Conclusions: In this sample a series of osteopathic treatments showed significant effects in reducing pain and increasing the lumbar range of motion in pregnant women with low back pain. Both groups attained clinically significant improvement in functional disability, activity and quality of life. Furthermore, no benefit of additional intravaginal treatment was observed.


My first thoughts after reading this were: how on earth did the investigators get this past an ethics committee? It cannot be ethical, in my view, to allow osteopaths (in Germany, they have no relevant training to speak of) to manipulate women intravaginally. How deluded must an osteopath be to plan and conduct such a trial? What were the patients told before giving informed consent? Surely not the truth!

My second thoughts were about the scientific validity of this study: the hypothesis which this trial claims to be testing is a far-fetched extrapolation, to put it mildly; in fact, it is not a hypothesis, it’s a very daft idea. The control-intervention is inadequate in that it cannot control for the (probably large) placebo effects of intravaginal manipulations. The observed outcomes are based on within-group comparisons and are therefore most likely unrelated to the treatments applied. The conclusion is as barmy as it gets; a proper conclusion should clearly and openly state that the results did not show any effects of the intravaginal manipulations.

In summary, this is a breathtakingly idiotic trial, and everyone involved in it (ethics committee, funding body, investigators, statistician, reviewers, journal editor) should be deeply ashamed and apologise to the poor women who were abused in a most deplorable fashion.

A recent comment by Richard Rawlins stated: “In healthcare, people who act as wannabe doctors and make false claims are quacks. If they make money at it, they are frauds. But fools they are not.”

I hope you agree that this is a notion well-worth exploring a bit closer. Specifically, I want to try and differentiate the ‘fools’ from the ‘frauds’.

But how?

Perhaps by listing some of the qualities that characterise the two categories.


The hallmarks of a fraud in medicine are, I think, that a) he is lying and b) he is trying to get at your money (as much of it as possible). By ‘lying’ I mean presenting untruths as facts, despite knowing they are not correct. Essentially, this means that a fraud is dishonest and might even be guilty of a criminal offence (in turn, this means that we ought to be able to take legal action against him).

Frauds are egoistic and do not care much about their clients or the fact that they might cause harm.


By contrast, fools in medicine are naïve and deluded. They are not necessarily dishonest because, even though they tell untruths, they believe them to be true (in a way, fools have fallen for their own lies). Like frauds, fools might also try to get at your money (some of it), but they would claim that they simply need to be paid for their services in order to make a living.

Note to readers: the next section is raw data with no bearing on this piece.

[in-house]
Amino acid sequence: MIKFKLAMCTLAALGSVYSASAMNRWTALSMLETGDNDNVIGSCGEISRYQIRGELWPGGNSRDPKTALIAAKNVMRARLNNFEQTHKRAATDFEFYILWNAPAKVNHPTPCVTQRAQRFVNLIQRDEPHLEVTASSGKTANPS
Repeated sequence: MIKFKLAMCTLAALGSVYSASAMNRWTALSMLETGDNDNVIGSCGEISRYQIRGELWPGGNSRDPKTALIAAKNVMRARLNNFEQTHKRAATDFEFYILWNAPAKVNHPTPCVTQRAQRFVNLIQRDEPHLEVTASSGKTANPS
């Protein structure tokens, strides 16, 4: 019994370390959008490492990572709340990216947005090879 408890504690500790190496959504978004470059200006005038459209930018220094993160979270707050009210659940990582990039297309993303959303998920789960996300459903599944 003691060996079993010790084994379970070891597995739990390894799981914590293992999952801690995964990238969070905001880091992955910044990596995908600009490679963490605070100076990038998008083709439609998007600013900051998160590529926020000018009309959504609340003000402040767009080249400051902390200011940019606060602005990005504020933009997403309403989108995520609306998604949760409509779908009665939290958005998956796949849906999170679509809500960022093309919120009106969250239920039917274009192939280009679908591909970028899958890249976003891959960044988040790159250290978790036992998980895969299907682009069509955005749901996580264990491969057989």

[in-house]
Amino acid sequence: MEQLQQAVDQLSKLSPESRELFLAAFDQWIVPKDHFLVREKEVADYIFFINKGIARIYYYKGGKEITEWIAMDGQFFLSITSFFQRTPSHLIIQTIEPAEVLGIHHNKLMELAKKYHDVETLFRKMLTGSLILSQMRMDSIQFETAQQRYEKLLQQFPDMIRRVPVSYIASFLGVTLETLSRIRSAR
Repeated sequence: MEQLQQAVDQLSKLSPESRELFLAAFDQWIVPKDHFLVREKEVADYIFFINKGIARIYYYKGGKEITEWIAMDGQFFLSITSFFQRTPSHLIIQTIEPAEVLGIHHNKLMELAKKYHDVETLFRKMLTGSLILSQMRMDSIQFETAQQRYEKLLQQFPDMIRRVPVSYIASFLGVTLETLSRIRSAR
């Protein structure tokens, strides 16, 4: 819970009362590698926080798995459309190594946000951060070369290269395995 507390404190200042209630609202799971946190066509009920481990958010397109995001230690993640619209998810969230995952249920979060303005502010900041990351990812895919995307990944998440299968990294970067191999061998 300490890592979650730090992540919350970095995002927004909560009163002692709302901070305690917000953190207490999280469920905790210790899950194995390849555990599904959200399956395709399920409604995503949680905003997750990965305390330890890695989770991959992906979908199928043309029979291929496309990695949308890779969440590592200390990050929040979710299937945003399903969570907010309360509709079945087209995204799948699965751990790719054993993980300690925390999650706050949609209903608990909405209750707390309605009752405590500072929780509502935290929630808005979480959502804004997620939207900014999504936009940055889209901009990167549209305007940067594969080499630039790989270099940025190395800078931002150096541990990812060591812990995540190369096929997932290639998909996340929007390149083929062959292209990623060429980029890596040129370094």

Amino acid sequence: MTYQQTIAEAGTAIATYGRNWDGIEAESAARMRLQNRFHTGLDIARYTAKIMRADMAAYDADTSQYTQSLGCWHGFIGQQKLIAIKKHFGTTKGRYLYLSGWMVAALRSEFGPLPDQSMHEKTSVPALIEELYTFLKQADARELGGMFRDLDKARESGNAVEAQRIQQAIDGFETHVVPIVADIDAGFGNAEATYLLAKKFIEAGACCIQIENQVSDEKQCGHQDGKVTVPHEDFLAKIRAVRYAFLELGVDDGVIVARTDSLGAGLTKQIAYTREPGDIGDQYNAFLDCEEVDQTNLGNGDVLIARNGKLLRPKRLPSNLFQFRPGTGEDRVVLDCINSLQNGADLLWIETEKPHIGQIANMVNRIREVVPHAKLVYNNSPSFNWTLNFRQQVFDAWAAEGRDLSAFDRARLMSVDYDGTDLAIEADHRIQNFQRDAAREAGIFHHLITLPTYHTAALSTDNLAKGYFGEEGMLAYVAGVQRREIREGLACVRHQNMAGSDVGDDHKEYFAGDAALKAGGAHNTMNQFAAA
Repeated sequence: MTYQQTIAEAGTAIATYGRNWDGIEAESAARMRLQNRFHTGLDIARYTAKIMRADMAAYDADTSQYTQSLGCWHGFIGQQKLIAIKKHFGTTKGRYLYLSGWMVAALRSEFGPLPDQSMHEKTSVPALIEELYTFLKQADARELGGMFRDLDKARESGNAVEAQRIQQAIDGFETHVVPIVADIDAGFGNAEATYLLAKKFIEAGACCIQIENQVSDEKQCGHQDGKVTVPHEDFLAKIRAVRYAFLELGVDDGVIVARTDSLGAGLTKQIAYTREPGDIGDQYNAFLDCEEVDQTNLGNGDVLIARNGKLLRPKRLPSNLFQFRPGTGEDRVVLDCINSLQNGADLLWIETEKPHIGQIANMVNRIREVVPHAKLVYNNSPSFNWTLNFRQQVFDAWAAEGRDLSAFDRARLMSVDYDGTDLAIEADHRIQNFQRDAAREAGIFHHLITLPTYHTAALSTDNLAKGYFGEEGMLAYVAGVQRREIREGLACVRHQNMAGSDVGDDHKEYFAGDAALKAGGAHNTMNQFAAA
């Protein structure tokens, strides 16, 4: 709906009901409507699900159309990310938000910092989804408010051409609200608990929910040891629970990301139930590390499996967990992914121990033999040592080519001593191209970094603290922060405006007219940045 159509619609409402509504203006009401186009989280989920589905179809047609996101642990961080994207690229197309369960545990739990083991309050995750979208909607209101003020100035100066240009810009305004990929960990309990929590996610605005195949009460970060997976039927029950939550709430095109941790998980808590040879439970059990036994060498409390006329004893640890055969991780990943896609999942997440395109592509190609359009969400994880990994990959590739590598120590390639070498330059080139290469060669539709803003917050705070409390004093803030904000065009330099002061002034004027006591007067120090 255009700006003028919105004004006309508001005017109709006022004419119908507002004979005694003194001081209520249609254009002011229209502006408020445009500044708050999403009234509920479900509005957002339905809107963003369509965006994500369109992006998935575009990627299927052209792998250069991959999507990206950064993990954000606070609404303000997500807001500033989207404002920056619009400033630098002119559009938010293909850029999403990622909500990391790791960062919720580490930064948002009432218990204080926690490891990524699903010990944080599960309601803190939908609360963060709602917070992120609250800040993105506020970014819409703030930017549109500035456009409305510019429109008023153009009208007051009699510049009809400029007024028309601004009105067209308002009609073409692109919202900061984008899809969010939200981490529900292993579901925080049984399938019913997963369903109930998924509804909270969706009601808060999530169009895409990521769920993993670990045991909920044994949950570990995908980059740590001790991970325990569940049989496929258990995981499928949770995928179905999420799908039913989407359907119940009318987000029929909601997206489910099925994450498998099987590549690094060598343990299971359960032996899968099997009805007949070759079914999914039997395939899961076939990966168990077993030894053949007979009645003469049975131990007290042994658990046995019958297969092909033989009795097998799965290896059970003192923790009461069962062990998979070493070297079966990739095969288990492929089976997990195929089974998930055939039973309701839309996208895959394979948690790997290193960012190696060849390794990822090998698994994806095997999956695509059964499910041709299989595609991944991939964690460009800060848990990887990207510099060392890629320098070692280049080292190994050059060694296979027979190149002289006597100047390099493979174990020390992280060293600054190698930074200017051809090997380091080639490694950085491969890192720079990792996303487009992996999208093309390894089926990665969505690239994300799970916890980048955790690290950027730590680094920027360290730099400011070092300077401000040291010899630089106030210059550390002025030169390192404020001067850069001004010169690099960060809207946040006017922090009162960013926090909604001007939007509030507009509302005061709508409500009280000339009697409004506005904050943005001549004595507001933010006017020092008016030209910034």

Fools often live under the impression of being altruistic and they are convinced they do a lot of good.


The distinction between fools and frauds in the realm of alternative medicine is often less than obvious; there is plenty of overlap between the two. I have met hundreds of alternative practitioners and, if I try to retrospectively allocate them into either of the two categories, I run into considerable difficulties. Many belong to neither of them; and most have qualities that are reminiscent of both. But if I was forced to make a binary choice, I would probably put most of them in the camp of fools. Perhaps I was fortunate, but I have not many outright frauds amongst alternative practitioners.


Did I say I was ‘fortunate’? Yes, fortunate for not having to deal all that often with dishonest crooks. But in terms of potential for harm, there is nothing fortunate about the fools. For the consumer, frauds are usually easier to recognise than fools, and once identified, they become far less harmful. Fools are often so convinced of their ‘truths’ that desperate patients easily fall for their falsehoods. And this is precisely what constitutes the main danger of fools in (alternative) medicine: they tend to be so convincing and so sure of doing something positive that people tend to find them credible. Consequently, many consumers, patients, politicians, journalists etc. follow their foolish and often harmful advice.


We tend to find frauds immoral and despicable and are often perceive fools as ethically and socially more acceptable. However, considering their potential for doing harm, the fools are frequently far worse than the frauds. I therefore conclude we must be vigilant about frauds but, at the same time, become more weary about fools.



Recent Comments

Note that comments can be edited for up to five minutes after they are first submitted but you must tick the box: “Save my name, email, and website in this browser for the next time I comment.”

The most recent comments from all posts can be seen here.